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There is a factory spec for adjusting torsionbar height, it's called trim height. It's measured by the center of the a-arm pivot point (the bolt) to the ground and at the bottom of the knuckle at the ball joint. The difference between the 2 measurements is your trim height. GM has a minimum, a maximum, and a recomended.


Here's a very good post from lrymal on the actual procedure GM uses:



Here's a post with the trim height numbers:


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I played with my adjuster bolts yesterday, I was curious. Before I touched anything, I measured my trim height and it was at 3.75" on the left side with the right side at 3.5". I put 4 full turns on the left side and 5 full on the right. That put me level at 5" of trim height. I took it for a ride and it rode like crap, IMO. A lot stiffer then what I'm used to or what I'd like. The truck sat almost level though and it looked good. The CV angles weren't bad and I was only .2" over maximum trim setting.


I ended up setting them back down to 4.5"(GM Spec) and I was amazed at the ride difference a 1/2" makes. I have an alignment scheduled for Friday.

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No, I was just using that as an example of what trim height was. The pivot point of the a-arm is the same as the s-10, but the outer measurement is the flat part at the bottom of the steering knuckle. GM recomended for a 1500 4x4 is 4.5" with 4.8" being their standard for maximum.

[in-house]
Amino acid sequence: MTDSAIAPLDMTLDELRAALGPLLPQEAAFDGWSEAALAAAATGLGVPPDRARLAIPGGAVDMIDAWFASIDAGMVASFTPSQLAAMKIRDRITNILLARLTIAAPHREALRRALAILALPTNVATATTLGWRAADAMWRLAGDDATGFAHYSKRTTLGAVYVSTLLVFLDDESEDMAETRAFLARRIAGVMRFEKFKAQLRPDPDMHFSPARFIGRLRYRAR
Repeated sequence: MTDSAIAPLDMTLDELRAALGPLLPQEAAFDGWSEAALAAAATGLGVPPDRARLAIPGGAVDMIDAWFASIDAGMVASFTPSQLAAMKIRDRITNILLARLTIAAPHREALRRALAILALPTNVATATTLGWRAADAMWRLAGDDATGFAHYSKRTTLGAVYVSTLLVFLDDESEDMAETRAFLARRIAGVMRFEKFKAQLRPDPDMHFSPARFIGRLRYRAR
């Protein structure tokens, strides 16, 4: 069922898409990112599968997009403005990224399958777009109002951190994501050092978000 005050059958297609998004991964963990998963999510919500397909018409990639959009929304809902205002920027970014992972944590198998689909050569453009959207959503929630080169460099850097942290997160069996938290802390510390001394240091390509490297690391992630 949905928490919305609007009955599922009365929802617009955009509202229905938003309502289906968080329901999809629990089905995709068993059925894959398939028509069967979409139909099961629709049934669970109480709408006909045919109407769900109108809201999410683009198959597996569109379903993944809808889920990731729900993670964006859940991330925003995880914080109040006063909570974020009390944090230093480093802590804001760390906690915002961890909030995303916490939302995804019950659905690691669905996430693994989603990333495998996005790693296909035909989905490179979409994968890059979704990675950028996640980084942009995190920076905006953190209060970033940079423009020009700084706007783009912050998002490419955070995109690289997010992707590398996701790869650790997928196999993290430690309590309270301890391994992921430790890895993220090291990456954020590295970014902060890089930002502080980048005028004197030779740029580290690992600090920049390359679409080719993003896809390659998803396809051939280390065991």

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I want to know how the ride is affected. The springs aren't getting any stiffer. your just changing the installed height. The same amount of weight is still on the spring. The key is "higher" so the truck sits higher. I can't see how your changing the damperning affect.......

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I want to know how the ride is affected.   The springs aren't getting any stiffer.  your just changing the installed height.   The same amount of weight is still on the spring.  The key is "higher" so the truck sits higher.   I can't see how your changing the damperning affect.......





Your right, the torsion bar doesn't have anymore tension on it. The two biggest factors attacking ride quality when you re-index the torsion bars are less downtravel on the front suspension and less leverage on the torsion bar. Less downtravel is pretty much self explainitory but the second is a little harder to explain.


With a stock trim height, your lower a-arm is just about parallel with the ground. So when you hit a bump, the tire is driven up and you have the whole length of the a-arm giving you leverage to overcome the resistance of the torsion bar. Now with the torsionbar "Cranked", your arm is no longer parallel to the ground and the tire is closer to it's pivot point. This reduces the leverage you have on the torsion bar.


I don't know if that's a good explanation or not. It would be much easier to explain if I could draw a picture.